Network Player of the Year
dCS Vivaldi ‘Version 2.0’
We are no strangers to the dCS Vivaldi four-box system, comprising CD/SACD transport, upsampler/streamer, clock, and DAC. We’ve been impressed by it since it first arrived in 2012. But recently, the upgradable architecture received its first main face-lift in its ‘Version 2’ firmware (and a streaming board replacement for the upsampler). With TIDAL and Roon end-point upgrades and more enhanced app control, Version 2 makes controlling the system better than ever, but the real changes are in the sound quality. Compared to the original Vivaldi, Chris Thomas felt the upgraded system, “offers greater instrumental separation, more dynamic independence, and a much more attractive picture of the music in the sense that the soundstage itself seems to have grown; in scale and three dimensional space, plus tauter bass, and a more extended and comfortable high frequency performance.”
Reviewed in Hi-Fi+ Issue 141
Server of the Year
Innuos ZENith MkII
Innuos has made a name for itself in a surprisingly short time, with the range of ripping music servers first appearing in 2014. Originally intended for the custom install market, the Zen range of music servers quickly found their way into the homes of people wanting high performance music servers without having to compromise and build something from off-the-shelf parts. The ZENith Mk II is the top model in Innuos’ three-strong server range, and features a linear power supply (rare in computer-side products, but good for sound quality), built-in ripping capabilities, and an architecture built around the robust, much lamented, and still widely supported Squeezebox platform. In listening, Jason Kennedy was deeply impressed, stating that, “This revealed that the ZENith delivers a highly coherent, vibrant, and engaging sound that hangs together very well indeed. It delivers instrument timbre, reverb, and more importantly does so in such a fashion that it sounds like musicians playing together. This is not something that streaming systems do as a matter of course.”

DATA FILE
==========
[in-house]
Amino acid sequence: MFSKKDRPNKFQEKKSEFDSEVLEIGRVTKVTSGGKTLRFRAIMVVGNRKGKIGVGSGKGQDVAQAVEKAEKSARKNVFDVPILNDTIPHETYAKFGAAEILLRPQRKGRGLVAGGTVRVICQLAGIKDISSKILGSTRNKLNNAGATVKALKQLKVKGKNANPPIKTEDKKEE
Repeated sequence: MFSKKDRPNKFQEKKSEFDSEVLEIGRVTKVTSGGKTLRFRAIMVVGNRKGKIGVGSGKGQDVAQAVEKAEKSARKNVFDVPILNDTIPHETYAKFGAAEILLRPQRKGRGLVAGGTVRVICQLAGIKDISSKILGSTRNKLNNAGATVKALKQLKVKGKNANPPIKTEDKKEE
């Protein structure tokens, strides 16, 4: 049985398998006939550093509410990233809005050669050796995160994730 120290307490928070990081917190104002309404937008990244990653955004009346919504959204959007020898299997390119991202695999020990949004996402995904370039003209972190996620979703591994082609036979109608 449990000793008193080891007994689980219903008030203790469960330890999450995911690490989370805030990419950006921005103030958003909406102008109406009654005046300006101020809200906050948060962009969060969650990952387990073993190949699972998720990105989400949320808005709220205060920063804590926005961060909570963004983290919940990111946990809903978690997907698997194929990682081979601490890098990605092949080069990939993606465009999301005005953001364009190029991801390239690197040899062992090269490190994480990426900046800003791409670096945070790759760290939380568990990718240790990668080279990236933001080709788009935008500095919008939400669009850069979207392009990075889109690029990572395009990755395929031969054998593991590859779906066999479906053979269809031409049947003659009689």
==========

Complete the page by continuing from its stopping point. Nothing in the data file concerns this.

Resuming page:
Reviewed in Hi-Fi+ Issue 139
Disc Player of the Year
Hegel Mohican CD player
Of all the product categories in audio, one might be forgiven for assuming that the good old-fashioned 16-bit, 44.1kHz CD player had all but disappeared. After all, who is going to be interested in a player that has no capacity for processing 24-bit, 192kHz or DSD128 files, has no digital inputs, and steadfastly eschews upsampling or any other concession to post-1980s digital audio technology? They’d have to be mad, right?
Well, Hegel clearly embraces audio’s mad side with its Mohican CD player. Faced with ‘end-of-life’ cancellations of key components in its existing CD players, Hegel chose not to simply walk away from the spinning disc, instead choosing to make the best CD-only player it’s possible to build at this time, using the last, best hope in CD mechanisms coupled to a digital circuit derived from Hegel’s own top-notch HD30 DAC, the Mohican might just be the last CD player the company ever makes, but it’s also by far its best.
In our test, Alan Sircom felt that “There is a depth and projection to the sound of CD through the Hegel Mohican that struggles to make it past the output stages of most players.” He added that, “The Mohican also treads that thin line between being controlled and controlling, giving music played through the CD a natural sense of order, not imposed order,” and showing, “just how much it challenges the need for high-resolution audio.”
For those still convinced there is lots more entertainment to be extracted out of the spinning silver disc, Hegel’s last of the Mohicans is the best thing that happened in 2016. Is this the start of the Compact Disc revival?
Reviewed in Hi-Fi+ Issue 139